Dorothy Crenshaw October 6, 2011 | 01:09:35

What Steve Jobs Knew About PR

In the wake of Steve Jobs’ passing, pundits and Apple-watchers are trying to outdo one another to describe his talent, vision, and impact. But if you look at Jobs as the presumed architect of Apple’s ongoing public relations strategy, he was a disaster. At least, he should have been.

After all, in the digital age, good customer and stakeholder relations depend on transparency and openness. Jobs, by contrast, was famously private. Apple’s PR machine was accused on more than one occasion of lying, or certainly of hiding the truth. Antennagate? Deny. Product news leaks? Obfuscate. CEO health issues? Say as little as possible.

Jobs could also be visibly defensive or angry when criticized, rather than following PR principles of acknowledgement and apology. (Remember the awkward iPhone 4 press conference?)

Could any other brand have gotten away with such practices?

And yet. If Jobs broke every rule for good corporate communications with his secrecy and media-unfriendly character, he made up for it on the marketing side. He was a charismatic advocate for his own ideas and vision, even internally – hence, the famous “reality distortion field” stories. And he was indisputably a master of using the media to create excitement around new products.

Jobs gave few interviews. When he did, they were designed to support a new product, and to engage users more deeply with the Apple brand. He used his charisma and media access more skillfully than the legendary Hollywood agents of old.

Though he was famously rude to reporters who didn’t measure up to his exacting standards, he was a relentless pitcher of his own ideas. Chris Taylor’s Mashable post is my favorite reminiscence in that vein.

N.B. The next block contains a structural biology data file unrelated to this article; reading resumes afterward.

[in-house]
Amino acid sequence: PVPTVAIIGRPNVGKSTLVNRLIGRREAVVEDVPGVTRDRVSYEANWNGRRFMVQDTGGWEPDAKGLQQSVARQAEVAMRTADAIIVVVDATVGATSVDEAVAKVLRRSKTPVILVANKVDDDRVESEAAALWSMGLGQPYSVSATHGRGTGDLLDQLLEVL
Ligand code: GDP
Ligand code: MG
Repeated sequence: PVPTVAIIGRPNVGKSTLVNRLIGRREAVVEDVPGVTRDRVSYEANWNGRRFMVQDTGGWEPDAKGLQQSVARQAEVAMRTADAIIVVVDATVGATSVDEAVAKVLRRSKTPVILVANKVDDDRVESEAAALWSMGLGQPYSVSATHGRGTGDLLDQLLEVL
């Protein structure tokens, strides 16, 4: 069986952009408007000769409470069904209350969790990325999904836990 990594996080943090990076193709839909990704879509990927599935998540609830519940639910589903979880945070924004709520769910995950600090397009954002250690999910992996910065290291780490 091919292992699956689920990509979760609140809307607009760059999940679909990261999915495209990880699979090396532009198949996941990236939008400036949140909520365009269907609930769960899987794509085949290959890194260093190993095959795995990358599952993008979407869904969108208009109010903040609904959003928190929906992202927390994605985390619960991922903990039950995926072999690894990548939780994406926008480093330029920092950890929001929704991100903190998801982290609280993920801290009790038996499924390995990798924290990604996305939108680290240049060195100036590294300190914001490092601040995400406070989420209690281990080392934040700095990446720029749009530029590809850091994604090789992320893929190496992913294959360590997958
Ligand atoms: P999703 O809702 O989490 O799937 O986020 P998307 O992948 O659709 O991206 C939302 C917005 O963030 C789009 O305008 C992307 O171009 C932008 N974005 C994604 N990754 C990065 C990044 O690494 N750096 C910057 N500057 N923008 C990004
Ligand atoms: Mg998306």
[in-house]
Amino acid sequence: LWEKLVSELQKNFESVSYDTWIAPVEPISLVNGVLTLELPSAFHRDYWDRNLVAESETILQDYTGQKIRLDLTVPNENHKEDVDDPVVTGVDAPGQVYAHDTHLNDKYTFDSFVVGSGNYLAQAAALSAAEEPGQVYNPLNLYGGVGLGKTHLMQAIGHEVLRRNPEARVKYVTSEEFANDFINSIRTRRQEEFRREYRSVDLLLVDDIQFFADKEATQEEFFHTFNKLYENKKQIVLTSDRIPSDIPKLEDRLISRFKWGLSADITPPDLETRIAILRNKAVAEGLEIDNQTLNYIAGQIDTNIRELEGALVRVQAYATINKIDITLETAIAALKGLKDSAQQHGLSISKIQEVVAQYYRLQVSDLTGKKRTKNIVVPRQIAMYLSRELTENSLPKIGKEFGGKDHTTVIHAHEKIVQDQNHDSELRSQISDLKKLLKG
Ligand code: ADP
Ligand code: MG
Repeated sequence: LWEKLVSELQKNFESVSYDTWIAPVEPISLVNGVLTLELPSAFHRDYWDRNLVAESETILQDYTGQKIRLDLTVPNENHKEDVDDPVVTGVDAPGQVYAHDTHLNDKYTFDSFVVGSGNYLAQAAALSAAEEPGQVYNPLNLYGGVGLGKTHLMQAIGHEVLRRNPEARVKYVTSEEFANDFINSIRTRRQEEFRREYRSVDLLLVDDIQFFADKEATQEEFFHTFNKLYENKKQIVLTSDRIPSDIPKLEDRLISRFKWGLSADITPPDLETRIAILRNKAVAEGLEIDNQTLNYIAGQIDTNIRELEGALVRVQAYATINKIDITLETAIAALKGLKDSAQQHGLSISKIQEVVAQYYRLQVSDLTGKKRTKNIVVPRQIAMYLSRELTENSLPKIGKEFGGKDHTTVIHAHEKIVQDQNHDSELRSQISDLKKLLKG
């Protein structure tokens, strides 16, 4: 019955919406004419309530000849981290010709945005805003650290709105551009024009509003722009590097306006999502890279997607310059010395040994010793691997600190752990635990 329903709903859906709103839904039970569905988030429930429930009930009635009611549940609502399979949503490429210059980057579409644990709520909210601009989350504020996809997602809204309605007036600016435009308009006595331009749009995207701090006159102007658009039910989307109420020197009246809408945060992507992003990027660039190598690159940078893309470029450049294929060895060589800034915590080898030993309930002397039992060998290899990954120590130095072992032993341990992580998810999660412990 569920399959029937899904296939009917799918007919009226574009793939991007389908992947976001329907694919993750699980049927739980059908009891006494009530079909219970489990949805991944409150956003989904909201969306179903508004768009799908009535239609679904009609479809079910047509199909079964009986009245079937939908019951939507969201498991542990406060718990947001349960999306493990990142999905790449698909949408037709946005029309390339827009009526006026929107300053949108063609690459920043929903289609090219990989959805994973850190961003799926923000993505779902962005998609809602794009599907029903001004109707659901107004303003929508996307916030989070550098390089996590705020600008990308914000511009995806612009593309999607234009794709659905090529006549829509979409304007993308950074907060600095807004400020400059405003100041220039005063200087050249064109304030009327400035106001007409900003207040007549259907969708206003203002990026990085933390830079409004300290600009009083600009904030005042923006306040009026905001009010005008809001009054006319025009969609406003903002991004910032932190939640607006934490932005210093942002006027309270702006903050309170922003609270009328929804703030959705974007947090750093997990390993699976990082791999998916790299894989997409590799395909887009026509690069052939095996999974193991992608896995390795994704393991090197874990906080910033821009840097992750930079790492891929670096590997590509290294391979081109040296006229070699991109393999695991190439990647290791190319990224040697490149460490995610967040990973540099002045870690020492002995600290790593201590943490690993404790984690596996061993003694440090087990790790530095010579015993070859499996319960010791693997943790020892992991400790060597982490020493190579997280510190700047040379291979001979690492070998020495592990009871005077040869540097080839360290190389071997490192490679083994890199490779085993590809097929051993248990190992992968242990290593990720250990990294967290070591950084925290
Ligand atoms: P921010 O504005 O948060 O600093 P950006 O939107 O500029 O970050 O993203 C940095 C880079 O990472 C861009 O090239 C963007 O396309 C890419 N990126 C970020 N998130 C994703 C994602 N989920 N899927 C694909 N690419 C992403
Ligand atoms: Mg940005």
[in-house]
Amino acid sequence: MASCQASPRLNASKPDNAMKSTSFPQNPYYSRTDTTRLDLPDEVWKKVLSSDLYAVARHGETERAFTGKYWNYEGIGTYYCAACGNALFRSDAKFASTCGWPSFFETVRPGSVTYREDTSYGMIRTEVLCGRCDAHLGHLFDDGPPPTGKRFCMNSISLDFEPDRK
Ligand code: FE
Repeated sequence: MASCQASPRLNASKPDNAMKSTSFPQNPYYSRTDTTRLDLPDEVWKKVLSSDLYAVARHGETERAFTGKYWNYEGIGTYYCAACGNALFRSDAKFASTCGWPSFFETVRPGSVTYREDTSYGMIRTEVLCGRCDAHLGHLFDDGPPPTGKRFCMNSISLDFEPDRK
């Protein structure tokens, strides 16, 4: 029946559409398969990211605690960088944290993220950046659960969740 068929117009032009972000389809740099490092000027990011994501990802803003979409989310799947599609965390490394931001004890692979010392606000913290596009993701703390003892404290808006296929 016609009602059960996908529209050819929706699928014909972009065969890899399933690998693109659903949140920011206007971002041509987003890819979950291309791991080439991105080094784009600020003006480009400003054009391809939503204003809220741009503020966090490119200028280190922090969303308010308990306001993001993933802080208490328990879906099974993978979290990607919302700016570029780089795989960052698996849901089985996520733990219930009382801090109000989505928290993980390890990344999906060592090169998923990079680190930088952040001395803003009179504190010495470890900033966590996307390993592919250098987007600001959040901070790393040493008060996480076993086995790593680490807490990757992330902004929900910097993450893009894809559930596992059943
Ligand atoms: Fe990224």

Like the most talented special event marketers, Jobs understood theatrics. He knew how to set the scene and tell a story. As he said, people don’t necessarily know what they want until you show it to them. And he did that…in a big way.

Most importantly, he was exciting. Not an easy interview, exactly, but always passionate, colorful, and focused. Good copy.

Jobs was a legendary marketer and one of the most effective PR advocates who ever lived, not just of his own products, but of the power of technology to change our lives. That was his real legacy.

4 thoughts on “What Steve Jobs Knew About PR

  1. Ultimately product success covers a multitude of sins for any business.
    A big difference between Apple and many other companies is its loyal, and somewhat cult-like, customer base. Many of those customers had no problem blocking out unfavorable reports relating to Steve and Apple.

    1. Well said.
      The fan base was a huge part of its appeal. And in a paradoxical way, Jobs’ relative aloofness and secrecy seemed to stoke the fires of curiosity even more than if he’d played by the PR rulebook.

  2. “Focus & simplicity” approach – our entire industry can learn this (among many other) useful things from Steve Jobs.
    Simplifying things is the best possible way to celebrate complexity in our world and we as communicators and relationship builders should embrase that tightly. The “If you cannot convince them, confuse them” technique is long dead and should be forgotten. Completely unlike Jobs and his creations.

    1. Exactly. Having worked in tech PR for many years, I still encounter the outdated phenomenon of launching/doing things because the technology exists, i.e. “because we can” — rather than because it solves a problem, fills a need (even one we didn’t know we had!) or offers an amazing user experience.

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